NEW YORK (Reuters) - Texas schools that cut bureaucratic costs by sharing services -- from accounting to transportation -- would get grants worth 10 percent of their savings under a plan Governor Rick Perry proposed on Tuesday.
Texas is expected to have to slash spending in its next two-year budget because its deficit is estimated at as high as $18 billion. The Republican governor said his proposal would increase how much money can be devoted to the classroom.
Furthermore, “These shared services create the economies of scale that benefit larger districts, while maintaining the individual attention available in smaller districts,” Parry said in a statement.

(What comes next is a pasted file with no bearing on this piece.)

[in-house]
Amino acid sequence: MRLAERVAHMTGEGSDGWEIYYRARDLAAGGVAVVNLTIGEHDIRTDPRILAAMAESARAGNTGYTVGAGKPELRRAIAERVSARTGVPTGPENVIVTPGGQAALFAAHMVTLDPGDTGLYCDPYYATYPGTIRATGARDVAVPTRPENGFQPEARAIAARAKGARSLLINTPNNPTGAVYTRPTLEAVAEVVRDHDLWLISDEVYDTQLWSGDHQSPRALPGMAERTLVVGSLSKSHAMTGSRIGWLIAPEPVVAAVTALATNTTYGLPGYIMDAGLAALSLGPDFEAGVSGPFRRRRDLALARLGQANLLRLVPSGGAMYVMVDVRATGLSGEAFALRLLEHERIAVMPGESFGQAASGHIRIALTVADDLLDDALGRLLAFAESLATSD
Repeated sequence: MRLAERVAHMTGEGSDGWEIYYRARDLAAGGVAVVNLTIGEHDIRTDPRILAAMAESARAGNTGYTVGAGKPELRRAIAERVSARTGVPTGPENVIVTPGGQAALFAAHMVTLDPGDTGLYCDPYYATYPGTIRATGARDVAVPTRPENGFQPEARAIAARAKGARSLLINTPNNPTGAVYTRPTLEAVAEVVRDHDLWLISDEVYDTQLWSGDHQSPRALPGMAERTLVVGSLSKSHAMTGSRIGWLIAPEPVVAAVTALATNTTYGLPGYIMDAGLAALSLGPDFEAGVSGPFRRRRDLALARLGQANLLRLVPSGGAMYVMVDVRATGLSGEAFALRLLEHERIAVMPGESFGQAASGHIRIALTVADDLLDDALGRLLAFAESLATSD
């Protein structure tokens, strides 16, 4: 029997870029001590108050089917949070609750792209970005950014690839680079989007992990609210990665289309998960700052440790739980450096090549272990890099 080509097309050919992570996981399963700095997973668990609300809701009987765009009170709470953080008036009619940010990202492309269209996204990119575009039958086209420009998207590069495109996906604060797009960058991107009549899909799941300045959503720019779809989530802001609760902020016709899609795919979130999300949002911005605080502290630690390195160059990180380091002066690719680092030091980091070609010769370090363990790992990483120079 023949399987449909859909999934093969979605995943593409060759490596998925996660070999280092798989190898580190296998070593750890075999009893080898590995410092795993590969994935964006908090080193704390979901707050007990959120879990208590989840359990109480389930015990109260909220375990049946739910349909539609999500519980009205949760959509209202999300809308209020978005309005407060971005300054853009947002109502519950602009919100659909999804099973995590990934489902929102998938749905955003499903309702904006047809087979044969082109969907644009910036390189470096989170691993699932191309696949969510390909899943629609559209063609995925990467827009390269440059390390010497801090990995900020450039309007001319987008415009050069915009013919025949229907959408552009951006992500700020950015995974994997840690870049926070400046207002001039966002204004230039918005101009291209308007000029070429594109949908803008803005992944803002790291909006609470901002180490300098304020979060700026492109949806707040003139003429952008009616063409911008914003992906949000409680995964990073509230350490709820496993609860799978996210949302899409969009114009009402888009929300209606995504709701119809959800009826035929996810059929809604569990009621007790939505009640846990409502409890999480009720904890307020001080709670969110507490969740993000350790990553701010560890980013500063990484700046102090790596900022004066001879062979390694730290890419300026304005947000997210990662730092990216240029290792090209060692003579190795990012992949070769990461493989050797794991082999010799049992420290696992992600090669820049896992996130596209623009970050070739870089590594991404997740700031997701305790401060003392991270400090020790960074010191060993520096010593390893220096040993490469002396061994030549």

The governor, who narrowly leads his Democratic rival, Houston’s former mayor Bill White, in the polls, has decided to seek $830 million in federal education aid, according to local newspapers, including the Star-Telegram of Fort Worth.
That is how much Texas stood to receive from the $10 billion Congress enacted to help save 161,000 teaching jobs around the nation.
A Perry spokeswoman had no immediate comment.
Perry had at first spurned the funds because Texas was the only state that would be required to spend the same amount on its schools for three years in row. This obligation was crafted by a Texas Congressman who wanted to ensure the money would not be used for other purposes.
Reporting by Joan Gralla; editing by Todd Eastham